Burning the Qoran on 9/11

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Raistlin Majere
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Re: Burning the Qoran on 9/11

#51 Post by Raistlin Majere » 10 Sep 2010 09:48

The Qoran is not just a book. For muslims it's a symbol and ideology.
People have the freedom of will to select their religion and everyone should respect that.
I think it's too provocative and for no reason.
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Re: Burning the Qoran on 9/11

#52 Post by The Rider Of Rohan » 10 Sep 2010 09:52

Joost wrote:There is no 'Muslim ideology' imo. Wahhabist fundamentalists probably have about as much in common with Sufi mystics as I have in common with Fred Phelps of the Westboro Baptist Church. I really don't see how they can be said to follow the same ideology in any sense of the word 'ideology'. The Qur'an itself contains as much ambiguity and internal contradictions as the Bible: you cannot just get one single ideology out of a book like that. (And don't even start about the Hadith/Sharia/etc. To start with, the two main factions in Islam -- Shia and Sunni Muslims -- disagree quite strongly about e.g. which texts constitute the Hadith.)
I know that, that's why I choose my word very carefully and wrote about "a minority following the muslim ideaology". :wink:
The Qoran is not just a book. For muslims it's a symbol and ideology.
People have the freedom of will to select their religion and everyone should respect that.
I think it's too provocative and for no reason.
To some it's a symbol, to some it's charchoal. You cannot expect everybody to agree on this subject. Live and let live, I'd say.
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Re: Burning the Qoran on 9/11

#53 Post by Joost » 10 Sep 2010 09:53

I don't see how 'religious books' should be subject to different rules than non-religious books. It's too easy to abuse: you can always assume immunity by disguising your most subversive thoughts as a religion.
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Re: Burning the Qoran on 9/11

#54 Post by The Rider Of Rohan » 10 Sep 2010 10:16

So actually what you're saying is that it's the thought that's the problem, with the book merely being used as an excuse to act on said thought?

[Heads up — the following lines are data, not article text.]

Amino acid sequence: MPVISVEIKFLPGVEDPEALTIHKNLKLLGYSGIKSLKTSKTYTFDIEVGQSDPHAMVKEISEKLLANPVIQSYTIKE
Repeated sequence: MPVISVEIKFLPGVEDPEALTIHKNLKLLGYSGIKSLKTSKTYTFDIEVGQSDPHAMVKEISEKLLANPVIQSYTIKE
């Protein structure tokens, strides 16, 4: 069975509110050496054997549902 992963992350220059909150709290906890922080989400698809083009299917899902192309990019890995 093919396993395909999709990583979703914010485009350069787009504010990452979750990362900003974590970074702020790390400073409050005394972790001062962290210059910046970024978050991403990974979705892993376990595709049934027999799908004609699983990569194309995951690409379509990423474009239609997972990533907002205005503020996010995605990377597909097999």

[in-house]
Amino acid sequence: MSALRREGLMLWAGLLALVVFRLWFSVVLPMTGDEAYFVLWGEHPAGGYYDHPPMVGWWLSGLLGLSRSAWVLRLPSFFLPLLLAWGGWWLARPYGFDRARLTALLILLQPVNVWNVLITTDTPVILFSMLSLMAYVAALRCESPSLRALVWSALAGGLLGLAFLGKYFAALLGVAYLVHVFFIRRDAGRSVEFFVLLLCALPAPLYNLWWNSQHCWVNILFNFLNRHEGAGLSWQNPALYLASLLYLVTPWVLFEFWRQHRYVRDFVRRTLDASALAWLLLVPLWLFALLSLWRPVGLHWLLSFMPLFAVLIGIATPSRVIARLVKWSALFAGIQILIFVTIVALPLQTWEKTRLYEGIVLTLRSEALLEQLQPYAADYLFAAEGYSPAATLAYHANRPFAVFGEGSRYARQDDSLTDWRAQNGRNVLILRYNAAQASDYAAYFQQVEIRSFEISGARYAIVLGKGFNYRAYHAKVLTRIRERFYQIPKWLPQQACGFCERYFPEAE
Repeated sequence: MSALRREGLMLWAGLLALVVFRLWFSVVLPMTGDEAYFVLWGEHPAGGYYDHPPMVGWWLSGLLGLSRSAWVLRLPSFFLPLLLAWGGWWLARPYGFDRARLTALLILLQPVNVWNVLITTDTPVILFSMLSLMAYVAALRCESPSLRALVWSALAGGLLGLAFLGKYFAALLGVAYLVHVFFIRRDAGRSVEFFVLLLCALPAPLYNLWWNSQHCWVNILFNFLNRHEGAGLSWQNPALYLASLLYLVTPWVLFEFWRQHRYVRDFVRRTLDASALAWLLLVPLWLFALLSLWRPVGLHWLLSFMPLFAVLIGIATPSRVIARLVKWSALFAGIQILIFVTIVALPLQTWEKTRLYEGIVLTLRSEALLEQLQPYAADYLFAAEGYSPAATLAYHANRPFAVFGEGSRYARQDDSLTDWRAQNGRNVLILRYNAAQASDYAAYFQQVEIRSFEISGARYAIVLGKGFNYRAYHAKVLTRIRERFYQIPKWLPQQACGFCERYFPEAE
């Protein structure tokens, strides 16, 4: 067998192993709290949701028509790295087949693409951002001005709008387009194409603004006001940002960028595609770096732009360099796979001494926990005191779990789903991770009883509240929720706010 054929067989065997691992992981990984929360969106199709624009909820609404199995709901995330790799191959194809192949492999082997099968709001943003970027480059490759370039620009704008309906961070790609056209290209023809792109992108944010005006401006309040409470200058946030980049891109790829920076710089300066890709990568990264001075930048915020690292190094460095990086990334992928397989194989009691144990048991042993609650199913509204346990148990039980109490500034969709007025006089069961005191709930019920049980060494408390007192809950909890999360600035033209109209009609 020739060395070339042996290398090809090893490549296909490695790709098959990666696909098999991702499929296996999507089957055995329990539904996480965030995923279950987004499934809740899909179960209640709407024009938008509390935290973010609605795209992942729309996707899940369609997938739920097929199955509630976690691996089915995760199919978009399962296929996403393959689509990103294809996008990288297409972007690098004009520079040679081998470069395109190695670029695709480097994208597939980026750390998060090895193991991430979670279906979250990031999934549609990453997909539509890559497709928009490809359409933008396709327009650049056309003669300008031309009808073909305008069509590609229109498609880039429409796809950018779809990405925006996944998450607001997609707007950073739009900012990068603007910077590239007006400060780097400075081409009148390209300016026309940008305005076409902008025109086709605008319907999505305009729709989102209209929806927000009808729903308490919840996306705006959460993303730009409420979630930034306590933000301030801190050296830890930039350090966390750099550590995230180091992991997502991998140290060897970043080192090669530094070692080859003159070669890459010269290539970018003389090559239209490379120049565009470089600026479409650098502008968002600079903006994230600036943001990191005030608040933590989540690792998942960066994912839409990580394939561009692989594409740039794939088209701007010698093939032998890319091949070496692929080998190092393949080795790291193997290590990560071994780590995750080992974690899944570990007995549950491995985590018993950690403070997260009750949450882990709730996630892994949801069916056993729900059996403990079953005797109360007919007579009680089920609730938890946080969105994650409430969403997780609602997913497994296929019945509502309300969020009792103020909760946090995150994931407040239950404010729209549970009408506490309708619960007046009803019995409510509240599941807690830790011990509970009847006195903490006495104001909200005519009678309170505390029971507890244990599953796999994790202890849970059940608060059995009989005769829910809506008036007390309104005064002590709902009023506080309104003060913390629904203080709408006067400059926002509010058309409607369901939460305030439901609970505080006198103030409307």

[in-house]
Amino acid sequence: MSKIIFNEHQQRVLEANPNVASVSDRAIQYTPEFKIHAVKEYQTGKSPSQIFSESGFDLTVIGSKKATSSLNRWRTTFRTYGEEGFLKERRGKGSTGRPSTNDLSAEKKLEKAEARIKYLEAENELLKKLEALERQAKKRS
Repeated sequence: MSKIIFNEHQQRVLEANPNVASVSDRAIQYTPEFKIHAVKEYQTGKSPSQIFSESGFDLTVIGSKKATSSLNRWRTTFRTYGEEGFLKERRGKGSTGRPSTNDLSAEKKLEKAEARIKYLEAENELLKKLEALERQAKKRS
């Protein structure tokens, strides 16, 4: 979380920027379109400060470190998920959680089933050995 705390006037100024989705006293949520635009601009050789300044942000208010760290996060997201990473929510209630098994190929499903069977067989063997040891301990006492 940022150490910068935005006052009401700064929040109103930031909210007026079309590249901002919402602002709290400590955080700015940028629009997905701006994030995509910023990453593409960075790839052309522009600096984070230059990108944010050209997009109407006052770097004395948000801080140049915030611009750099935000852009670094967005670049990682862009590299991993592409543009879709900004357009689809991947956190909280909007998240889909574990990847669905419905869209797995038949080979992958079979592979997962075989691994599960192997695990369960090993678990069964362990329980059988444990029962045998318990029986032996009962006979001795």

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Re: Burning the Qoran on 9/11

#55 Post by Joost » 10 Sep 2010 10:34

No, what I'm saying is perhaps best illustrated by the following hypothetical situation:

Assume I were a white supremacist, with a not-quite-entirely-hidden agenda of killing all black people. I can't just go out and say this, because anti-discrimination laws would prevent me from doing so. So what do I do? I found an organisation with a name such as the Northern Odinist Suncross Front or something similar, say it's an Ásatrú group, write my racist thoughts down in books, claim they're religious books, and then am free to publish those books because for some reason the fact that a text is 'religiously motivated' gives me special protection.

Of course, it would be ridiculous if naming your organization Northern Odinist Suncross Front, and disguising it as Ásatrú, would give it certain protections that simply naming it 'White Pride Front' wouldn't. Hence, my point of view that no special protections should be offered to anyone or anything on the ground that it is 'religious'. It's just too easy to abuse.

When an imam (for example) says that gay people should be thrown off high buildings, the law should treat him in just the same way as when a regular white guy down the street says the same thing for non-religious reasons. Furthermore, criticizing the Bible or the Qur'an, or criticizing relgious practices of Christians, Muslims, or any other group, should not be any more of a problem than criticizing any other book. And if someone is so illiterate that his best way of criticizing a book is burning it: let him go ahead, but I still stand by my remark about 15th century practices.
You charge each other for the time and breath it takes to say 'good morning',
But the truth is slowly dawning -- things are getting out of hand,
We all pursue our shattered dreams along the roads to our own ruin --
Watch our empires sink and wash away like castles made of sand.
And so cast off the lies that are your lives and find the truth within.
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Re: Burning the Qoran on 9/11